Hurricane Florence Zeroes In On Carolinas, Bringing 130 MPH Winds

Hurricane Florence from space

SEE IT: NASA releases footage showing massive Hurricane Florence from space

Forecasters with the National Hurricane Center said that while Florence is expected to slow down considerably by late Thursday and into Friday, it will still be an "extremely risky major hurricane" when it makes landfall.

As of 8 p.m., the storm was centered 335 miles (540 kilometers) southeast of Wilmington, North Carolina, moving northwest at 16 mph (26 kph).

It diminished from hurricane force as it came ashore, but forecasters said the 350-mile-wide storm's slow progress across North and SC could leave much of the region under water in the coming days.

The hurricane center said Florence will approach the coast Friday and linger for a while before rolling ashore.

Officials in at least one area that ordered an evacuation will be going to homes to ask people planning to ride it out for information on their next of kin, CNN reported Wednesday.

"The big picture: There are several characteristics of the changing climate that are helping to increase the risks of damage from Hurricane Florence, even though global warming is not directly causing such a storm to spin up".

In addition to the dangers the expected deluge of water poses, the hurricane center cautioned, "A few tornadoes are possible in eastern North Carolina beginning late Thursday morning".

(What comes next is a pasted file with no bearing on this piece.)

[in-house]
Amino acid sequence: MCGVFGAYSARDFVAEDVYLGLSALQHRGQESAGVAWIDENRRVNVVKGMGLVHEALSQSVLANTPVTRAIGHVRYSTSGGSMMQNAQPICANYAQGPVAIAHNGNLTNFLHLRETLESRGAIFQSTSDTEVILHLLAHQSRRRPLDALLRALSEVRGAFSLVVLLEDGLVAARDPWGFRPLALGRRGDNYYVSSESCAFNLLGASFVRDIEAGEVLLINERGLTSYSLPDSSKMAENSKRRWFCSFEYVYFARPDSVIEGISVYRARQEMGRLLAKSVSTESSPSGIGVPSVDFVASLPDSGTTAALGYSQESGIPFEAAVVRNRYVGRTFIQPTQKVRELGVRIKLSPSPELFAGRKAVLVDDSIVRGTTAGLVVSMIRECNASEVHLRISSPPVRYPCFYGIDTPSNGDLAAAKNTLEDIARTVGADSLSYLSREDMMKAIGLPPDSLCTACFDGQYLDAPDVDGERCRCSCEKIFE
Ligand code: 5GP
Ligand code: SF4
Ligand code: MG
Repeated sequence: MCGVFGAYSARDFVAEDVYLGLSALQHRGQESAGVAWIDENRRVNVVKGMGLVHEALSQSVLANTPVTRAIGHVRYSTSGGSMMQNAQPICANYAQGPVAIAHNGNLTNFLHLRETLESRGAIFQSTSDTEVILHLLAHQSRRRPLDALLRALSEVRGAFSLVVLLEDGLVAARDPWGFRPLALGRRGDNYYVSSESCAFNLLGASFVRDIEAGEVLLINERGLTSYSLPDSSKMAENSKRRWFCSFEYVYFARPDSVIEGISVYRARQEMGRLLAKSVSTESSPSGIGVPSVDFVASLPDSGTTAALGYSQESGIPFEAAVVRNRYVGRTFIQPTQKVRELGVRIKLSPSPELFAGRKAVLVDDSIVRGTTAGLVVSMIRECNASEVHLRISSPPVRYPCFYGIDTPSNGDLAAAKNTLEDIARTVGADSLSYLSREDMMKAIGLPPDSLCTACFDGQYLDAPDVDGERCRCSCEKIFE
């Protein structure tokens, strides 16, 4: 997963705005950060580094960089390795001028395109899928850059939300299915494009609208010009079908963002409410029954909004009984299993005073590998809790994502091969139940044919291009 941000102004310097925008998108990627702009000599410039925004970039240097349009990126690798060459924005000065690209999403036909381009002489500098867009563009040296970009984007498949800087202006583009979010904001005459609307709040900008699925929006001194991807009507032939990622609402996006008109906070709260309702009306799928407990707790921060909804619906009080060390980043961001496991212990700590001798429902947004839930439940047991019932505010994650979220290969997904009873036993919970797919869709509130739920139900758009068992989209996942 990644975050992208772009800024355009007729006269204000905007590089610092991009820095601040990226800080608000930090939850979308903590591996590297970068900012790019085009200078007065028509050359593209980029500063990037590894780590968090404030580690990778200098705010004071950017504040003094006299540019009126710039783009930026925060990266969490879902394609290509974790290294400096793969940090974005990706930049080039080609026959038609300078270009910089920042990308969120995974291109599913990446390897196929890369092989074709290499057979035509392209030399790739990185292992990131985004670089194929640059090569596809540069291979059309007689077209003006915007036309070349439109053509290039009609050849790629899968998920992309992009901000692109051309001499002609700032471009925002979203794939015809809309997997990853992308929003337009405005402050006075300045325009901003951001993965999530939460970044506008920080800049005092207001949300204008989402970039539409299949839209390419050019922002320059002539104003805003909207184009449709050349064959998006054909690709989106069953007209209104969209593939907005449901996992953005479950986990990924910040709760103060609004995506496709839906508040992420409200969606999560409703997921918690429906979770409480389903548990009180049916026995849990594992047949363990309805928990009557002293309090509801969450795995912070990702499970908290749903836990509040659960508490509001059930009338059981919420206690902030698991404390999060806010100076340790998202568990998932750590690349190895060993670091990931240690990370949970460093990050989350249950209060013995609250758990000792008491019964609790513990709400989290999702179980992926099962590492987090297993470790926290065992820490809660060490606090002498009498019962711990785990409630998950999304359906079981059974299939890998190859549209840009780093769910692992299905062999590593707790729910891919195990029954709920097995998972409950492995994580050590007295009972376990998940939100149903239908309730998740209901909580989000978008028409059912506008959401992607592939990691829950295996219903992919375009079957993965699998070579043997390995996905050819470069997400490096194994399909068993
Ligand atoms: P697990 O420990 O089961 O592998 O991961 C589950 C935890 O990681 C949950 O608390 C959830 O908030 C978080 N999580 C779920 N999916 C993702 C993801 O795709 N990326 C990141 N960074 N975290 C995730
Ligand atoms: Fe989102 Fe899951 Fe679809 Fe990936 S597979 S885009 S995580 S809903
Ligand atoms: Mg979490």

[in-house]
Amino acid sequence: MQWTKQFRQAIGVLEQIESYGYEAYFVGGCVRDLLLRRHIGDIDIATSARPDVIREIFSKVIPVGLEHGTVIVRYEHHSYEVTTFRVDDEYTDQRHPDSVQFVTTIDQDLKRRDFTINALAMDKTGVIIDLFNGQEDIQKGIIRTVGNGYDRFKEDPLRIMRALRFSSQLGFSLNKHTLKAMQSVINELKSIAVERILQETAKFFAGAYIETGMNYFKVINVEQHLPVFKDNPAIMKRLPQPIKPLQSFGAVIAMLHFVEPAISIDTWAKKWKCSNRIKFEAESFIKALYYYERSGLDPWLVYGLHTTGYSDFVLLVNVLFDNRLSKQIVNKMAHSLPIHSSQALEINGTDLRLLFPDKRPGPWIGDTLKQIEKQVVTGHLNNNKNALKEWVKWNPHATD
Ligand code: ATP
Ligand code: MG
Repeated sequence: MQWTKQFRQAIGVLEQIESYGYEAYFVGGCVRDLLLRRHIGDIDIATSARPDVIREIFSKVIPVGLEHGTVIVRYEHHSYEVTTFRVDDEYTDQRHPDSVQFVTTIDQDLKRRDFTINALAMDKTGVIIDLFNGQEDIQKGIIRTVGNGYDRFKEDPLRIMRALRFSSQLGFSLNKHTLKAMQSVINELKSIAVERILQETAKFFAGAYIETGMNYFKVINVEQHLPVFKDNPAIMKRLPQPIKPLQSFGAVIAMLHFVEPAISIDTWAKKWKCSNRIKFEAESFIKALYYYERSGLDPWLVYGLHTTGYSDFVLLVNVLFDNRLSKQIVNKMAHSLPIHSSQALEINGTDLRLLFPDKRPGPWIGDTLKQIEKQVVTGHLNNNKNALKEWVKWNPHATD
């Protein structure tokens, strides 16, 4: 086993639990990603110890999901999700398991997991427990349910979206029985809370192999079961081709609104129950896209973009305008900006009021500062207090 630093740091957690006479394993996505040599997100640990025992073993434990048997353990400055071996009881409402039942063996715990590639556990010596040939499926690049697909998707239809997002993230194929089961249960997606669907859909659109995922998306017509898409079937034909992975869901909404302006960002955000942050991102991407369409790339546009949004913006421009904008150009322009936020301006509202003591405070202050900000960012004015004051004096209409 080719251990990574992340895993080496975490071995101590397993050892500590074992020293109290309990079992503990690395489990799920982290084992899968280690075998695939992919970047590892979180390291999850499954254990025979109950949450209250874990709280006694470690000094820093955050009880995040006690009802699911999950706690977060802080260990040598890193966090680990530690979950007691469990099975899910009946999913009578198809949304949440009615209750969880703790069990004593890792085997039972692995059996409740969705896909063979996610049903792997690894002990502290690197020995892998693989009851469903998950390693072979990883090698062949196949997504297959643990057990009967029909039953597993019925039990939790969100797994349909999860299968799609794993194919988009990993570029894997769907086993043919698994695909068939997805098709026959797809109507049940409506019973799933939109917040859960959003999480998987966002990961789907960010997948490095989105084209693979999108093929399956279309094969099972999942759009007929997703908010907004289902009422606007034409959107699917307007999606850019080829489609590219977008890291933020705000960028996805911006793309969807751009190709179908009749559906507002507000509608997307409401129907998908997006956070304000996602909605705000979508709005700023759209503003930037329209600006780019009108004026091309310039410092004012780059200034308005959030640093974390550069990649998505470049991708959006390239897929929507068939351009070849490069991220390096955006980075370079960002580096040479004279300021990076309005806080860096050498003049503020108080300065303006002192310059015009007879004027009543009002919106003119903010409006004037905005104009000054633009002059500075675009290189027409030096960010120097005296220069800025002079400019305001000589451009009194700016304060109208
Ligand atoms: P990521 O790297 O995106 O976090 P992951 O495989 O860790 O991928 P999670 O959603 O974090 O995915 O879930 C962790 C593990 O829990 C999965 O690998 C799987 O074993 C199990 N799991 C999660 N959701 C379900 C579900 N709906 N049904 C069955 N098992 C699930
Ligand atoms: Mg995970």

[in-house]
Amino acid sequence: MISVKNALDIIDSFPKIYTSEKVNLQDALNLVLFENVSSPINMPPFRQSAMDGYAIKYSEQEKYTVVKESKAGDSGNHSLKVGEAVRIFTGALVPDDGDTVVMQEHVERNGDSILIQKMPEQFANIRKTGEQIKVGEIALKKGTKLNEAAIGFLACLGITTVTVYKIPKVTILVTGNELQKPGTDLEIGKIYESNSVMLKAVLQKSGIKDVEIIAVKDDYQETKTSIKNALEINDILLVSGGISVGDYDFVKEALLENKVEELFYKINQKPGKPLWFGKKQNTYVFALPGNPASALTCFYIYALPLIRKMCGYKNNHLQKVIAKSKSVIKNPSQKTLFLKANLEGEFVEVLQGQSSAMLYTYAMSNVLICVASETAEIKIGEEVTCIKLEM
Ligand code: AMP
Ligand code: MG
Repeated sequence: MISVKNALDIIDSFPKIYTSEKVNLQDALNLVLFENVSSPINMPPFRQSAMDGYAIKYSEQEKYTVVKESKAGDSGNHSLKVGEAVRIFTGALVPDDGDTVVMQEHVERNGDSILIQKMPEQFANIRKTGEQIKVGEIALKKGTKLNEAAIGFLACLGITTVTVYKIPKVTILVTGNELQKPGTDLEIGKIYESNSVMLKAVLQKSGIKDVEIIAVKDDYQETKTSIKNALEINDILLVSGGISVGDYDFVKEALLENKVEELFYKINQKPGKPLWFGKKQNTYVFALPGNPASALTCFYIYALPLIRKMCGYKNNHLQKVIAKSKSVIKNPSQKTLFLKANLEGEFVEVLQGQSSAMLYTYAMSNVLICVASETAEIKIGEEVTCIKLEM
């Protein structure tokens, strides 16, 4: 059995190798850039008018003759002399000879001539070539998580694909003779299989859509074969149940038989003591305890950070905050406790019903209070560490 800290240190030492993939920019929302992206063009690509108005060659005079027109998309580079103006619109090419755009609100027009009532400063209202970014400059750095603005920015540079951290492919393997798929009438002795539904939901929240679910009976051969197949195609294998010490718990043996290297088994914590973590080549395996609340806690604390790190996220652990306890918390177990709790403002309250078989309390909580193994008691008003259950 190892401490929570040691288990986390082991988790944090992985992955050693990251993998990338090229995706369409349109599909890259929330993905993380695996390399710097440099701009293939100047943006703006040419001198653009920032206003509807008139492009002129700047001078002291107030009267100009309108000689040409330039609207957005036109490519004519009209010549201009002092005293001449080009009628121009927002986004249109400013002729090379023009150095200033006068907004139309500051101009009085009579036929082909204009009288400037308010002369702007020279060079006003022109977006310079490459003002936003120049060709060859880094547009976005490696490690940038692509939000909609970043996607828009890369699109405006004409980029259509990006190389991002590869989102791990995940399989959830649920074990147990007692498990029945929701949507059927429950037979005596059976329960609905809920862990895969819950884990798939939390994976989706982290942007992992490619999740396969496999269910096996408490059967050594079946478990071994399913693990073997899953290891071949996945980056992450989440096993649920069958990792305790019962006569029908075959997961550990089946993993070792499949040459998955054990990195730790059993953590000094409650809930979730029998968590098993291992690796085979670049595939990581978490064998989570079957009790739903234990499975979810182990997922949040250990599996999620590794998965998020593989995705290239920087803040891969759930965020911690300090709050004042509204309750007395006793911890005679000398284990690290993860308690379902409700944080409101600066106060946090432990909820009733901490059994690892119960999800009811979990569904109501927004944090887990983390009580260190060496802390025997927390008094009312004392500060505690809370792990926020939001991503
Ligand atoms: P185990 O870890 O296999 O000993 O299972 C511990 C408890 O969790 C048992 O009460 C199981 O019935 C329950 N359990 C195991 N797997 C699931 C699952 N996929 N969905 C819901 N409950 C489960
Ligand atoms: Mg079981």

Florence is forecast to dump up to one metre of rain in some areas after it makes landfall in North and SC.

Officials said some 1.7 million people in the Carolinas and Virginia were warned to evacuate, but it is unclear how many did.

Trump ex-campaign chief Manafort 'strikes plea deal'
The charges in the information say that Manafort will have to forfeit property that was derived from or traceable to his offenses. A presidential pardon now is "off the table; it's too little, too late", Dershowitz explained .

The hurricane could also produce heavy and excessive rainfall - up to 40 inches in isolated areas in the Carolinas and anywhere between 6 to 12 inches elsewhere in the Appalachians and Mid-Atlantic region.

A police vehicle patrols the beach ahead of the arrival of Hurricane Florence in Myrtle Beach, South Carolina, U.S. September 11, 2018.

Henry McMaster lifted the mandatory evacuation order for Beaufort, Jasper and Colleton counties Tuesday morning.

The storm is expected to hit the Carolinas hard later this week. President Trump has declared an emergency in the three states and says the government is "as ready as anybody has ever been".

"I'm scared we'll get 30 inches or more of rain", said Carol Trojniar, 69, a longtime Wilmington resident and retired real estate agent who has never experienced a Category 4 hurricane.

Florence is now heading for ocean water that has surface temperatures of about 85 degrees, meaning it will most likely strengthen on its way to the East Coast.

A storm surge watch is in effect for Edisto Beach, SC, to South Santee River, SC, and for north of Duck, NC, to the North Carolina/Virginia border.

The storm's centre is expected to slow when it reaches inland, meaning it could rain for days in places and some areas could see three feet of rain. Hurricane-force winds extended 80 miles from its centre, and tropical storm force winds up to 195 miles.

To back up that point, Graham cited a sobering statistic: "50 percent of the fatalities in these tropical systems is the storm surge - and that's not just along the coast". She said it will become a "major flooding event".

Latest News